Interview With Kimberly Peirce

 
 

AE: So the narrative opens
up a different kind of experience for the audience — to participate in these
soldiers’ experience.

KP: Yes. I believe for me, because I’m
a fiction filmmaker — and I mean I use fiction loosely because it’s so based on
reality.

AE: That’s what’s
interesting about your work I think.

KP: Right. But because I’m aiming
for the underlying emotional truth … what I’m doing is I’m bringing you deeply
inside the experience of a human being. But I’m bringing you inside of it in a
way like — if I was a great novelist I would write a novel.

But I’m not. But what I
can do is I can create these characters, and I think I can reveal to you the
camaraderie between soldiers better in this medium … than I could in any other
medium.

AE: Well, that makes total sense.
KP:
Instead of having them talk about it, they’re going to do it in front
of you.

AE: A few days after I saw
your film, there was a big article in the Los
Angeles
Times
about repeated Iraq
deployments raising mental health risks for soldiers — it’s obvious — not
surprising.

KP: Of course they do.

AE: With subject matter like
this, it must be tough to get a film made.
KP:
Well, I’ll tell you, yes. It’s always tough to get a film made. But
what I did was I paid for all the research. I paid for writing the script with
my writing partner, Mark Richard, who’s a great novelist.

Then we went to the
financiers and the studios on a Friday and we said, "Here’s the script,
and I cut together a five-minute trailer based on my interviews throughout America
of soldiers," and I included these soldier-made videos. And we were like: "And
this is the aesthetic. It’s young. It’s gonna be sexy. It’s gonna be authentic.
It’s gonna move you."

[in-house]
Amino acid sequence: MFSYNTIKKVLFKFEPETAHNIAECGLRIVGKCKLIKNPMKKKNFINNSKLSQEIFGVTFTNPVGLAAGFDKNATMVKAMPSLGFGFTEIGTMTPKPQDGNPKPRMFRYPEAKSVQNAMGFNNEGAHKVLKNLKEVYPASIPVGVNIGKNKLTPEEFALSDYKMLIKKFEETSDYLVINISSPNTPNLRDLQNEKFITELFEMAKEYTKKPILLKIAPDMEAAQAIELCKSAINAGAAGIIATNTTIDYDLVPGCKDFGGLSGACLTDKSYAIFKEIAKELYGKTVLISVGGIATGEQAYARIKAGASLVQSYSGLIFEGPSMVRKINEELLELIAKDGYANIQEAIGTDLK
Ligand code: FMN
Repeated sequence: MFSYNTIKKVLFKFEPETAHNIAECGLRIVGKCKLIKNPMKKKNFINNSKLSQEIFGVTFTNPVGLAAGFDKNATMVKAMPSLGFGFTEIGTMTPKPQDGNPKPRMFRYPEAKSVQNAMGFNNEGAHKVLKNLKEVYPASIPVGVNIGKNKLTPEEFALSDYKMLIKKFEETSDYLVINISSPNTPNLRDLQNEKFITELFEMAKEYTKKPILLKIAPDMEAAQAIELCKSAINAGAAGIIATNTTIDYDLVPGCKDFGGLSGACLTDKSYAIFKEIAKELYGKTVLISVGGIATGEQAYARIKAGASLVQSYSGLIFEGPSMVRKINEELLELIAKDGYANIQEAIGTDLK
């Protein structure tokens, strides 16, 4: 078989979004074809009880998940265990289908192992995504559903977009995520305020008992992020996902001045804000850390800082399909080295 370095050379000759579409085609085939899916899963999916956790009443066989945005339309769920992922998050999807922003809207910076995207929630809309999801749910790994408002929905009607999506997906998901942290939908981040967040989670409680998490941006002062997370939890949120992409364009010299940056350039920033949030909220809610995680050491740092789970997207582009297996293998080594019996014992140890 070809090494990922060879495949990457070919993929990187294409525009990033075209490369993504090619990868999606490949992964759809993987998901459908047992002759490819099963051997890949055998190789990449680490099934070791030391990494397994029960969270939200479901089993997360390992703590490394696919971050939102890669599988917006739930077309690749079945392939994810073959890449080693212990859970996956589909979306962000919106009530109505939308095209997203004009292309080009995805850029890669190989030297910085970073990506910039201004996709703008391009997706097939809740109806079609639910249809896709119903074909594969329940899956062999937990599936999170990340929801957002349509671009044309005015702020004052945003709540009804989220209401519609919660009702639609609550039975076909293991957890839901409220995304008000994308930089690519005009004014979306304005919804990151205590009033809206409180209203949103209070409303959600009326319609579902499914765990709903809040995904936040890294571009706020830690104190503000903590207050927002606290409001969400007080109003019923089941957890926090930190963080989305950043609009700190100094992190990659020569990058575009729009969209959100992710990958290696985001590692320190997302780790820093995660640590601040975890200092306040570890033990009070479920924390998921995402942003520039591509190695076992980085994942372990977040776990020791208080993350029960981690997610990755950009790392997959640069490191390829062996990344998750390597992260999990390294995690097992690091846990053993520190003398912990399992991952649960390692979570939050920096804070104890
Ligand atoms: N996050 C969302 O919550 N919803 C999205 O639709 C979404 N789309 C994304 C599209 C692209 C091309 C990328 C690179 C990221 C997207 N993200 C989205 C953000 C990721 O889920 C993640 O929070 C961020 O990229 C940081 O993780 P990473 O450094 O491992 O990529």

And they bought it that
weekend. They bought it overnight — four studios, two financiers, and they
greenlit it — which never happens. So I sold a script as a greenlit movie. So was it difficult to get made? It was
difficult to make, but they could see the inherent dramatic nature of it, the
authenticity.

AE: And your track record,
too, speaks volumes.

KP: They knew that I was serious,
and they knew I knew what I was doing. But … what’s so wonderful is we all saw
[that it] was a human story. It was about camaraderie.

I really encourage you to
go to stoplossmovie.com/soundoff.
It’s a website. I’ve given cameras to soldiers and their families. They film
themselves. We get it together. We put it on the website. They interact with
other military families, with soldiers, with civilians.

And then [the website] has
an area where … people go to my screenings and then they write in … like: "This
is my story. I’m a stop-loss soldier. This is my husband’s story. He’s not
gonna see the birth of his child." And it’s just one of those moving
things. It’s a real passion project.

AE: AfterEllen.com readers also have an interest, obviously,
in your work directing for The L Word.
I’m just wondering, do you have any future plans to direct for the show again? And
what was that experience like for you?
KP:
I love the girls. I love the girls. I mean literally. I love Kate. I
love Leisha. I love Jennifer. I love — who’s the fourth one?

AE: There’s so many of them
now I can’t even remember them all.
KP:
Yeah. It was great because I know Rose Troche and I know the girls
involved with it, and they had asked me to do it and then I went, and it was
literally a blast. And they were like — people were like, "Thank you for bringing
sex back to The L Word," because
we had like four different sex scenes.

AE: It was a great episode. [Peirce
directed Episode 3.5, "Lifeline."]
KP:
Actually, the sex scene went on for much longer. It was much more
graphic. They cut it down. You know what I mean? I would love for you to see my
cut.

AE: I think a lot of people
would love to see your cut.
KP:
I would love to see my cut. So maybe if we can get it out there. It’s
just much more graphic and it goes much more farther, you know. I had such a
great time. … It’s such a guilty pleasure, but I watch The L Word every week. Like I come home and we’re all like — I mean
we’re just, we love it. What can you do? It’s just — it’s hilarious.

AE: Showtime has just
ordered a sixth season to wrap things up, so any chance you’ll direct one of
the final episodes?

KP: I would totally consider it. I’d
have to see how my schedule goes. I just — I really would. I’m a huge fan.

Stop-Loss opens nationwide on
March 28, 2008. Go to the film’s official site for more information.

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